A new report from the Fawcett Society, supported by the #EthnicityPayGap Campaign, shows how the ‘Motherhood Pay Penalty’ impacts a woman’s income and earning power throughout her working life and compounds the effects of the ethnicity pay gap. The Ethnicity Motherhood Pay Penalty Report is the first of its kind to break down this pay penalty by not only gender, but also by ethnicity and shows that it is affecting the lifetime income of Black and minoritised women.
The motherhood pay penalty means that women with two children take home 26% less income than women without children. The biggest driver of the motherhood pay penalty is a reduction in hours worked, which is often associated with poor-quality part-time work. This report shows that the options for picking up more hours after having children are limited for Black and minoritised women because of the dual impacts of sexism and racism, with many dropping out of the workforce entirely.
Jemima Olchawski, Chief Executive of the Fawcett Society, said:
“It’s outrageous, though perhaps unsurprising, that Black and minoritised women are so significantly disadvantaged by the motherhood pay penalty. Women must be free to make choices about what works for them and their families, but this becomes nigh on impossible when our system is set up to keep women in lower paid jobs, make re-entry to the workforce difficult, and pass over women of colour for promotion and progression. It’s absolutely crucial to recognise that mothers and women are not one homogenous group, and that the pay penalty is just one example of an issue compounded by racism and discrimination.
“Our system needs urgent reform both at business and government level to ensure motherhood does not automatically determine the future of any woman’s working life, with fair and equal parental leave policies, access to affordable and appropriate childcare, flexible work arrangements available by default, and mandatory pay gap reporting against both ethnicity and gender.”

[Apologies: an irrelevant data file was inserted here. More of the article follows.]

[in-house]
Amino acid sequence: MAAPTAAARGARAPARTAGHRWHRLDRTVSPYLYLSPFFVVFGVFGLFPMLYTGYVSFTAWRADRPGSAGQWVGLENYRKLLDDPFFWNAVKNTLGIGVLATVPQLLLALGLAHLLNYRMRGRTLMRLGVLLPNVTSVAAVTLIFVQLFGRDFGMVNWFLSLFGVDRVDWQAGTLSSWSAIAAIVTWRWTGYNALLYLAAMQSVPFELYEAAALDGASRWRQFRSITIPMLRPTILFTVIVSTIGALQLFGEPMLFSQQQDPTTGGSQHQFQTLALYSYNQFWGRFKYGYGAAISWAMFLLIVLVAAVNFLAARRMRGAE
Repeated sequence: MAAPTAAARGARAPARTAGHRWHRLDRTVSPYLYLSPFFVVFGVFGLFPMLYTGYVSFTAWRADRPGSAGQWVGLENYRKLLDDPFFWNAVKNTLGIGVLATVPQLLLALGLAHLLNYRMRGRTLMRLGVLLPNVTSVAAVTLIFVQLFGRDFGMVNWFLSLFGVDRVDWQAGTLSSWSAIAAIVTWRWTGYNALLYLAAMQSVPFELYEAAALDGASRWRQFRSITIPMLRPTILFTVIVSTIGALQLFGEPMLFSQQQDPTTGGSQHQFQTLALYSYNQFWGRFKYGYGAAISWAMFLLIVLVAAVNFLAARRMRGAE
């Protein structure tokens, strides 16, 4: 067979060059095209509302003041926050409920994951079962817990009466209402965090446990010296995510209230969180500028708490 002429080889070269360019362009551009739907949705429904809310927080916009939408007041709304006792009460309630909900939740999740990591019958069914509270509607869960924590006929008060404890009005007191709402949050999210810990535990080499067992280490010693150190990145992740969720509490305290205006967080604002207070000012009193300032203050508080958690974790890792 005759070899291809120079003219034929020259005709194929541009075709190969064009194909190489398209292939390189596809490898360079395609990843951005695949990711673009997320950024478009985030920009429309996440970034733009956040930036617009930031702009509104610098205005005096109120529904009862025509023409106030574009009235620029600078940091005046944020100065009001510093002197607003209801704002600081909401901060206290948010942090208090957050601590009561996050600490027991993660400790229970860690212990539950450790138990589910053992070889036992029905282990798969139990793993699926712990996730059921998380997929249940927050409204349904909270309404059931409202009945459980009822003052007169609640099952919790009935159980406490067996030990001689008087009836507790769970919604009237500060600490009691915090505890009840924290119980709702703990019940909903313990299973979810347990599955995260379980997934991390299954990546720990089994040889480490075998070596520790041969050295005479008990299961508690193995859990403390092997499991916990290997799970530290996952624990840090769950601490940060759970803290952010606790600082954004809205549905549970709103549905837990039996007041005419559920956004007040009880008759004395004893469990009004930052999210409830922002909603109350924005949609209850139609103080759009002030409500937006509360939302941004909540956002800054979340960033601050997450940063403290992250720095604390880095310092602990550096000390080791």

The research shows that:
- While mothers of all ethnicities move into part-time work at similar rates, there are stark differences by ethnicity in the number of mothers who leave the workforce completely
- The employment rate of white mothers is 80% – 5 percentage points lower than the employment rate of white women without children. Whilst women of Indian, Black African, and Chinese heritage see penalties of up to 11 percentage points compared with women of the same ethnicity without children
- 38% of mothers of Pakistani and Bangladeshi heritage are employed vs 55% of non-mothers in the same ethnic group – this 17-percentage point employment gap is the highest of all ethnicities.
This is despite previous Fawcett research1 showing that 35% of women would like to work more hours than they currently do, with that number going up to 43% for women from Black, Asian, mixed or other minoritized backgrounds. Lack of flexible working options or appropriate childcare were cited as barriers to working more hours. This report shows how the impact of part-time work persists throughout a woman’s career: by the time the first child is 20, mothers will have, on average, spent ten years less in full-time work than non-mothers, and in that time see virtually no wage growth.
Dianne Greyson, #EthnicityPayGap campaigner, said:
“The Ethnicity Motherhood Pay Penalty identifies that Black and minoritised women are challenged when it comes to returning to work after pregnancy, much more than their white counterparts. Also, the report evidences that low paying, restrictive, part-time work is of great concern. You can almost say that this report identifies that things are stacked against Black and other minoritised women preventing them having fair pay which is a disgrace.